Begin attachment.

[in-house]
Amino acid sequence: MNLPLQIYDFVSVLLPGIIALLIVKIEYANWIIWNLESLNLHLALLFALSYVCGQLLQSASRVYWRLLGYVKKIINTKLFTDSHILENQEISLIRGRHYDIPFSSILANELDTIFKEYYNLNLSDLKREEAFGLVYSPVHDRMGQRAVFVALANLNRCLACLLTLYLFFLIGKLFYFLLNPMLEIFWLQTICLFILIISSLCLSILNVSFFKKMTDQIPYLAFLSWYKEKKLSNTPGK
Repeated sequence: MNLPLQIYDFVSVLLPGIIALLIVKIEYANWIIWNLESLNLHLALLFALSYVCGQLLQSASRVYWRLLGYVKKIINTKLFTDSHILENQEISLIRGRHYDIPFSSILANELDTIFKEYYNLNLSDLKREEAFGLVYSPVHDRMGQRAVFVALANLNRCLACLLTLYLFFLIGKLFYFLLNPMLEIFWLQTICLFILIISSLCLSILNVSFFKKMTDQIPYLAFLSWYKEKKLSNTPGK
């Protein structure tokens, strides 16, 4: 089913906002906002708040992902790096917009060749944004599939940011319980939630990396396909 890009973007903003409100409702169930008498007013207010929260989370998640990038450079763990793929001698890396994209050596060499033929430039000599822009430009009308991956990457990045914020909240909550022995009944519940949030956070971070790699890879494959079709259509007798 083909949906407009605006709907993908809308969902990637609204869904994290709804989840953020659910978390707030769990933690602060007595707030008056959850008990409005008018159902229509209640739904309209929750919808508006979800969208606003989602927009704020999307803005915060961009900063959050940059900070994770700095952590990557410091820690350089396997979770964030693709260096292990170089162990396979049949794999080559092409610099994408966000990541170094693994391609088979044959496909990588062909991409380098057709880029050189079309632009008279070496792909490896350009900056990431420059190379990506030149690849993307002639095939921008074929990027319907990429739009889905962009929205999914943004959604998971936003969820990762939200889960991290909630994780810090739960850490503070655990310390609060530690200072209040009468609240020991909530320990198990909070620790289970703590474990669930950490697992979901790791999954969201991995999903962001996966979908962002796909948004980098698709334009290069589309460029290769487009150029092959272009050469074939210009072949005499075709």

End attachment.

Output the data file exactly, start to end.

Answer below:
[in-house]
Amino acid sequence: MNLPLQIYDFVSVLLPGIIALLIVKIEYANWIIWNLESLNLHLALLFALSYVCGQLLQSASRVYWRLLGYVKKIINTKLFTDSHILENQEISLIRGRHYDIPFSSILANELDTIFKEYYNLNLSDLKREEAFGLVYSPVHDRMGQRAVFVALANLNRCLACLLTLYLFFLIGKLFYFLLNPMLEIFWLQTICLFILIISSLCLSILNVSFFKKMTDQIPYLAFLSWYKEKKLSNTPGK
Repeated sequence: MNLPLQIYDFVSVLLPGIIALLIVKIEYANWIIWNLESLNLHLALLFALSYVCGQLLQSASRVYWRLLGYVKKIINTKLFTDSHILENQEISLIRGRHYDIPFSSILANELDTIFKEYYNLNLSDLKREEAFGLVYSPVHDRMGQRAVFVALANLNRCLACLLTLYLFFLIGKLFYFLLNPMLEIFWLQTICLFILIISSLCLSILNVSFFKKMTDQIPYLAFLSWYKEKKLSNTPGK
């Protein structure tokens, strides 16, 4: 089913906002906002708040992902790096917009060749944004599939940011319980939630990396396909 890009973007903003409100409702169930008498007013207010929260989370998640990038450079763990793929001698890396994209050596060499033929430039000599822009430009009308991956990457990045914020909240909550022995009944519940949030956070971070790699890879494959079709259509007798 083909949906407009605006709907993908809308969902990637609204869904994290709804989840953020659910978390707030769990933690602060007595707030008056959850008990409005008018159902229509209640739904309209929750919808508006979800969208606003989602927009704020999307803005915060961009900063959050940059900070994770700095952590990557410091820690350089396997979770964030693709260096292990170089162990396979049949794999080559092409610099994408966000990541170094693994391609088979044959496909990588062909991409380098057709880029050189079309632009008279070496792909490896350009900056990431420059190379990506030149690849993307002639095939921008074929990027319907990429739009889905962009929205999914943004959604998971936003969820990762939200889960991290909630994780810090739960850490503070655990310390609060530690200072209040009468609240020991909530320990198990909070620790289970703590474990669930950490697992979901790791999954969201991995999903962001996966979908962002796909948004980098698709334009290069589309460029290769487009150029092959272009050469074939210009072949005499075709």